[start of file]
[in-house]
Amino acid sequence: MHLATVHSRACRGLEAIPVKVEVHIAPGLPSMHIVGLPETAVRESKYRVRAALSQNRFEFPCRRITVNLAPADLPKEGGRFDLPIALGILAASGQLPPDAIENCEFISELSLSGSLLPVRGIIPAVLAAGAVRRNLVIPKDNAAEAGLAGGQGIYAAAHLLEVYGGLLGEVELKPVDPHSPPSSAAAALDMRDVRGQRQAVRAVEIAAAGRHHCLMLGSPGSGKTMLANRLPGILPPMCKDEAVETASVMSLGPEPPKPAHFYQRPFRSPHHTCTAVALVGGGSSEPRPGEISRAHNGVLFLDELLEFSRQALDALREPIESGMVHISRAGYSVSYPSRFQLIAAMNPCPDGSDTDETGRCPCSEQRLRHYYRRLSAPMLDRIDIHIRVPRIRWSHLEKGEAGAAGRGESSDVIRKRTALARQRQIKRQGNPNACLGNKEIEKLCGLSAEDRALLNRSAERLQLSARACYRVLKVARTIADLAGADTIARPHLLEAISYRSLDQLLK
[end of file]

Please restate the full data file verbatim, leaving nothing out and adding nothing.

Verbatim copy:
[in-house]
Amino acid sequence: MHLATVHSRACRGLEAIPVKVEVHIAPGLPSMHIVGLPETAVRESKYRVRAALSQNRFEFPCRRITVNLAPADLPKEGGRFDLPIALGILAASGQLPPDAIENCEFISELSLSGSLLPVRGIIPAVLAAGAVRRNLVIPKDNAAEAGLAGGQGIYAAAHLLEVYGGLLGEVELKPVDPHSPPSSAAAALDMRDVRGQRQAVRAVEIAAAGRHHCLMLGSPGSGKTMLANRLPGILPPMCKDEAVETASVMSLGPEPPKPAHFYQRPFRSPHHTCTAVALVGGGSSEPRPGEISRAHNGVLFLDELLEFSRQALDALREPIESGMVHISRAGYSVSYPSRFQLIAAMNPCPDGSDTDETGRCPCSEQRLRHYYRRLSAPMLDRIDIHIRVPRIRWSHLEKGEAGAAGRGESSDVIRKRTALARQRQIKRQGNPNACLGNKEIEKLCGLSAEDRALLNRSAERLQLSARACYRVLKVARTIADLAGADTIARPHLLEAISYRSLDQLLK